Pairing with Kachumbari – a refreshing East African salad typically made with tomatoes, onions, chili peppers, and sometimes avocado – which would not only add freshness but also uphold the African theme.

To soothe the heat that curried dishes often bring, consider serving Bunny Chow with a chilled glass of Almond Milk or Soy Milk. Their creaminess will complement the fiery spices beautifully.

Serving Bunny Chow with a side of Daikon Salad might seem like crossing continents, yet the lightness and crisp bite of the salad offer a pleasing contrast to the rich warmth of the main dish.

Since Bunny Chow is a feast for the senses, may we also suggest ending the meal with something sweet like Sweet Mochi? This Japanese dessert will add a subtle sweetness and interesting textural experience to your dining adventure.

Cooking Tips

Bunny Chow
Storing bunny chow: make it ahead and enjoy even richer flavors the next day.

Begin by choosing the perfect loaf—traditionally, Bunny Chow is served in a hollowed-out white bread loaf, but feel free to experiment. A good-quality, dense loaf holds up better against the liquid of the curry, ensuring each bite is satisfyingly soaked yet robust enough to hold in your hands.

The soul of Bunny Chow lies in its curry, and here is where your personal flair comes into play. Whether it’s succulent chicken, tender beef, or a medley of vegetables, select fresh ingredients that sing to your taste. And remember, take time to let your spices bloom—a gentle sauté brings out their vibrant character and layers in complexity.

Embrace patience when it comes to simmering. Allowing the curry to simmer gently melds the spices with your main ingredients, creating a depth of flavor that feels like a warm embrace. The curry should be moist but not too liquidy to prevent the bread from becoming overly soggy.

Now, hollowing out the loaf is an art itself. Do so with a gentle hand, preserving the base and sides to create a sturdy vessel. The scooped-out bread isn’t to be discarded—those fluffy insides are perfect for dipping and savoring the curry’s rich sauce.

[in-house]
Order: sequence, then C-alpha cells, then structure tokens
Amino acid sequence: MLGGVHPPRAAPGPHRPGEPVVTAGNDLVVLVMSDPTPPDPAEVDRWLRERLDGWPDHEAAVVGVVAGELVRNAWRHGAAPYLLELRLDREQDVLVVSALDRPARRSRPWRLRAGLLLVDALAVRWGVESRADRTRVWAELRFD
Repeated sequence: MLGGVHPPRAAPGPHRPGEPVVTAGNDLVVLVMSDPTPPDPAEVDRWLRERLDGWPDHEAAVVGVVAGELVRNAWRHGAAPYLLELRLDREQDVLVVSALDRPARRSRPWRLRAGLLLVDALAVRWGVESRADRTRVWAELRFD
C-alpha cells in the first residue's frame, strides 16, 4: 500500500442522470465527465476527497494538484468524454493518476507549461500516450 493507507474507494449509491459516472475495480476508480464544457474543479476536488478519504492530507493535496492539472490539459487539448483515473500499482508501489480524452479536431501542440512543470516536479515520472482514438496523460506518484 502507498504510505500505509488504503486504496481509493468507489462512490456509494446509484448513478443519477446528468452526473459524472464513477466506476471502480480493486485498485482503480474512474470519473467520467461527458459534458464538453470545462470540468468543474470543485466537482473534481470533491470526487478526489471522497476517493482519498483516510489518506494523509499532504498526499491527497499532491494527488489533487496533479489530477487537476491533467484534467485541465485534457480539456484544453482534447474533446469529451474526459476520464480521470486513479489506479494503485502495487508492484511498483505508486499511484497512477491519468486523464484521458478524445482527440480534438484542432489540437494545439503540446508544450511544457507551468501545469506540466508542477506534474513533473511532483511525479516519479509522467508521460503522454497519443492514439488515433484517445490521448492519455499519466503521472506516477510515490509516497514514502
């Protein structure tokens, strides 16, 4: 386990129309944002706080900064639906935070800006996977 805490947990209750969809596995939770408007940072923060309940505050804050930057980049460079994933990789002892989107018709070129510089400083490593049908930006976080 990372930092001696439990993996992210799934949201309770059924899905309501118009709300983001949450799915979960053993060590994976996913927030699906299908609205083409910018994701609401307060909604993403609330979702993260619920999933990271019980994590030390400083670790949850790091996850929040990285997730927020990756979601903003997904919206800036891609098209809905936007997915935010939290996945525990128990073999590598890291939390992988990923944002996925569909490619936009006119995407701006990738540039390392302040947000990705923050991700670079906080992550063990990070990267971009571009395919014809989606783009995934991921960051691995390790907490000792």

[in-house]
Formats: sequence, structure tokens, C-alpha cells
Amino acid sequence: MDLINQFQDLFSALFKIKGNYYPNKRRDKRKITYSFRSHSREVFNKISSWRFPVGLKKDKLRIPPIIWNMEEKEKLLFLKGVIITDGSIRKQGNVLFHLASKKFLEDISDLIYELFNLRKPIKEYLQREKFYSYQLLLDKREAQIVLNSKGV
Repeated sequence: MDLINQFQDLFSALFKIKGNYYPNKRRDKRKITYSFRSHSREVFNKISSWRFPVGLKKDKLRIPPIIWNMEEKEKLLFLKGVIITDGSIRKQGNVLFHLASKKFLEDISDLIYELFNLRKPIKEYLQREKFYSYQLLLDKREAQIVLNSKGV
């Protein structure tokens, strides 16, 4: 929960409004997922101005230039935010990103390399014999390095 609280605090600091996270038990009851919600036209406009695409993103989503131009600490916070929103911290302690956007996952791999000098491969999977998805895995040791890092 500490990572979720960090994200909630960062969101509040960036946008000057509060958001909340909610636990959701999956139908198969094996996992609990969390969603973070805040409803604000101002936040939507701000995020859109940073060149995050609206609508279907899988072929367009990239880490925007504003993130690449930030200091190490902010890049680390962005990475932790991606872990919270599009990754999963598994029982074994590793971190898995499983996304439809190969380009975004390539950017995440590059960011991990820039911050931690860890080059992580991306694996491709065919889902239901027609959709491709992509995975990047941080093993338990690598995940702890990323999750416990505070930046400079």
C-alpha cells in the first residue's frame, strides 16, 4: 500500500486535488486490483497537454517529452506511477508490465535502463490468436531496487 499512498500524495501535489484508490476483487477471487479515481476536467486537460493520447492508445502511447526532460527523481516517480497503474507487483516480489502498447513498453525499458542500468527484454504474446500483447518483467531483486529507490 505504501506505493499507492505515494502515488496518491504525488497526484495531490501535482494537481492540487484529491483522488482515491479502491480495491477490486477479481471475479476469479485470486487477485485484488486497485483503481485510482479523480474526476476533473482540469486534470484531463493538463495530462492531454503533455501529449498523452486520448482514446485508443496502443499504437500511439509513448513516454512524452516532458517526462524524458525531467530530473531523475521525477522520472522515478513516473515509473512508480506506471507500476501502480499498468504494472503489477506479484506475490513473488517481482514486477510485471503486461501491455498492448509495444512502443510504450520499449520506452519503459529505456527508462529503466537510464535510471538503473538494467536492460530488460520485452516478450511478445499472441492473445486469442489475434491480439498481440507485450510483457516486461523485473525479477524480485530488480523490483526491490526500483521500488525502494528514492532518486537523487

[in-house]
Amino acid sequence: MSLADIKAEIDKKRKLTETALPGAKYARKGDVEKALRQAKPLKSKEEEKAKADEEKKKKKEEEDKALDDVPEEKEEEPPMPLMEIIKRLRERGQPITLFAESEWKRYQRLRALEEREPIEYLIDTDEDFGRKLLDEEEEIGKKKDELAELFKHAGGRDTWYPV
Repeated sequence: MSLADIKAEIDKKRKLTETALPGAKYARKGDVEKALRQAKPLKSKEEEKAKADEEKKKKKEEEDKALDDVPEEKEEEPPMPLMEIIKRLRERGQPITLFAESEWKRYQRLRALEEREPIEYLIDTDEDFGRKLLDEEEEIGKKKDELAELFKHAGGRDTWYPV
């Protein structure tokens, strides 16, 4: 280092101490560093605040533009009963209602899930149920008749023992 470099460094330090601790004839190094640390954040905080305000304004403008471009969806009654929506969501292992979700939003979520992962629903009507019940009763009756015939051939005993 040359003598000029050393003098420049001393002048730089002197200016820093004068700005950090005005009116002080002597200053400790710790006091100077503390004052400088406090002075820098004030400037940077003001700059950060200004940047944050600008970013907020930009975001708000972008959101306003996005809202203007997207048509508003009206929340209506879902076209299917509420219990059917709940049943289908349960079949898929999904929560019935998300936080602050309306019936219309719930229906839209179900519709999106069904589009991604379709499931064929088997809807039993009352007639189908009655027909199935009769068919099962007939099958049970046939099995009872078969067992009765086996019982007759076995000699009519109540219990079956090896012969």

Serving Bunny Chow is about community and comfort. Dish it out directly on a clean board or plate, and encourage everyone to tuck in—no forks or spoons needed. This act converts a meal into a shared, intimate affair, imbibing the dish with extra joy and stories.

And here’s a personal note—don’t stress about perfection. Bunny Chow is rustic, generous, and forgiving. As long as there’s passion in your cooking and smiles around your table, you’ve mastered the essence of this iconic dish.

FAQs about Bunny Chow

Bunny Chow
Raise a glass of south african lager to accompany your flavorful bunny chow
  • Can I use a different type of bread for Bunny Chow? While a traditional white bread loaf is commonly used, you can experiment with other types of bread like whole wheat or artisan loaves to add a unique twist to your Bunny Chow.
  • Can I make Bunny Chow in advance for a party? Yes, Bunny Chow can be made in advance and reheated before serving. In fact, many people find that the flavors deepen and improve when it’s prepared ahead of time.